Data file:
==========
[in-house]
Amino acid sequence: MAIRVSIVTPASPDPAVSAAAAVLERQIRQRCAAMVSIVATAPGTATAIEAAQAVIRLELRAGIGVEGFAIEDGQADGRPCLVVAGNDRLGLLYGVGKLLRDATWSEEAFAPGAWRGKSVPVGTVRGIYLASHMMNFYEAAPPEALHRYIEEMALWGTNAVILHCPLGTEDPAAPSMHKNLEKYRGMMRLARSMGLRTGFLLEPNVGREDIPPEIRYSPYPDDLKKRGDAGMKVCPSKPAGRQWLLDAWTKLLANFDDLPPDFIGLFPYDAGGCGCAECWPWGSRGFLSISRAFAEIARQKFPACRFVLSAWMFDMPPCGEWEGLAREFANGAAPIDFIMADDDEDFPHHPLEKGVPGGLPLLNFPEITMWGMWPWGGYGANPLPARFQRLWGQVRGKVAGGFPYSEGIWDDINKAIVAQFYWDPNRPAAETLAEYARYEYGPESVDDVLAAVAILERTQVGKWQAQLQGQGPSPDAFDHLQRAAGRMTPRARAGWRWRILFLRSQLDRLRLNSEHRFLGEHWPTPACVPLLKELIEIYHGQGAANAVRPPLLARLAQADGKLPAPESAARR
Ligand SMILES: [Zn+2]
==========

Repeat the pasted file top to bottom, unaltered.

[in-house]
Amino acid sequence: MAIRVSIVTPASPDPAVSAAAAVLERQIRQRCAAMVSIVATAPGTATAIEAAQAVIRLELRAGIGVEGFAIEDGQADGRPCLVVAGNDRLGLLYGVGKLLRDATWSEEAFAPGAWRGKSVPVGTVRGIYLASHMMNFYEAAPPEALHRYIEEMALWGTNAVILHCPLGTEDPAAPSMHKNLEKYRGMMRLARSMGLRTGFLLEPNVGREDIPPEIRYSPYPDDLKKRGDAGMKVCPSKPAGRQWLLDAWTKLLANFDDLPPDFIGLFPYDAGGCGCAECWPWGSRGFLSISRAFAEIARQKFPACRFVLSAWMFDMPPCGEWEGLAREFANGAAPIDFIMADDDEDFPHHPLEKGVPGGLPLLNFPEITMWGMWPWGGYGANPLPARFQRLWGQVRGKVAGGFPYSEGIWDDINKAIVAQFYWDPNRPAAETLAEYARYEYGPESVDDVLAAVAILERTQVGKWQAQLQGQGPSPDAFDHLQRAAGRMTPRARAGWRWRILFLRSQLDRLRLNSEHRFLGEHWPTPACVPLLKELIEIYHGQGAANAVRPPLLARLAQADGKLPAPESAARR
Ligand SMILES: [Zn+2]